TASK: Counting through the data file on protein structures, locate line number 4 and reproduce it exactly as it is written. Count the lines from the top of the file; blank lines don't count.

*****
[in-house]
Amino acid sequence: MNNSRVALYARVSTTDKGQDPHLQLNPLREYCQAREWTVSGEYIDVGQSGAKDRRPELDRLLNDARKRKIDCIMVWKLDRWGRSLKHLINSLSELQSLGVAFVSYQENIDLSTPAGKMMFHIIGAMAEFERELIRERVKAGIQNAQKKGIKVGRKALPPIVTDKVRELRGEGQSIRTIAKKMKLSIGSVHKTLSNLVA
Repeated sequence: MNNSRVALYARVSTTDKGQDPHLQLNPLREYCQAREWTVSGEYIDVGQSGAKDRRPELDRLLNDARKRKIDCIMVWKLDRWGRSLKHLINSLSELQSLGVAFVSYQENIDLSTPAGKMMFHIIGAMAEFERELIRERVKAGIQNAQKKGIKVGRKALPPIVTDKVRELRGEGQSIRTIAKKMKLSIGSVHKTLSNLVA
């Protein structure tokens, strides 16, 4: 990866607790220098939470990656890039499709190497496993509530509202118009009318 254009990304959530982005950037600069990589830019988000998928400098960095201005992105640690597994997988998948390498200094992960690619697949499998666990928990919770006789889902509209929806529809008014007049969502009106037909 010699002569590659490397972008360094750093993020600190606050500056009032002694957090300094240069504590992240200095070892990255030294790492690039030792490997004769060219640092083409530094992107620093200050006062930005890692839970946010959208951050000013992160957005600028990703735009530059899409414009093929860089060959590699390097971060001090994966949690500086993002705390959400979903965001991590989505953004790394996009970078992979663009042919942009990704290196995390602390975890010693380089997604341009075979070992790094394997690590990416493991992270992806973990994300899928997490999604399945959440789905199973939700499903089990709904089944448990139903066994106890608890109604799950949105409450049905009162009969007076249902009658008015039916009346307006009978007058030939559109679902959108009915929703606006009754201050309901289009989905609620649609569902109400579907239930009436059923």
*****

């Protein structure tokens, strides 16, 4: 990866607790220098939470990656890039499709190497496993509530509202118009009318 254009990304959530982005950037600069990589830019988000998928400098960095201005992105640690597994997988998948390498200094992960690619697949499998666990928990919770006789889902509209929806529809008014007049969502009106037909 010699002569590659490397972008360094750093993020600190606050500056009032002694957090300094240069504590992240200095070892990255030294790492690039030792490997004769060219640092083409530094992107620093200050006062930005890692839970946010959208951050000013992160957005600028990703735009530059899409414009093929860089060959590699390097971060001090994966949690500086993002705390959400979903965001991590989505953004790394996009970078992979663009042919942009990704290196995390602390975890010693380089997604341009075979070992790094394997690590990416493991992270992806973990994300899928997490999604399945959440789905199973939700499903089990709904089944448990139903066994106890608890109604799950949105409450049905009162009969007076249902009658008015039916009346307006009978007058030939559109679902959108009915929703606006009754201050309901289009989905609620649609569902109400579907239930009436059923």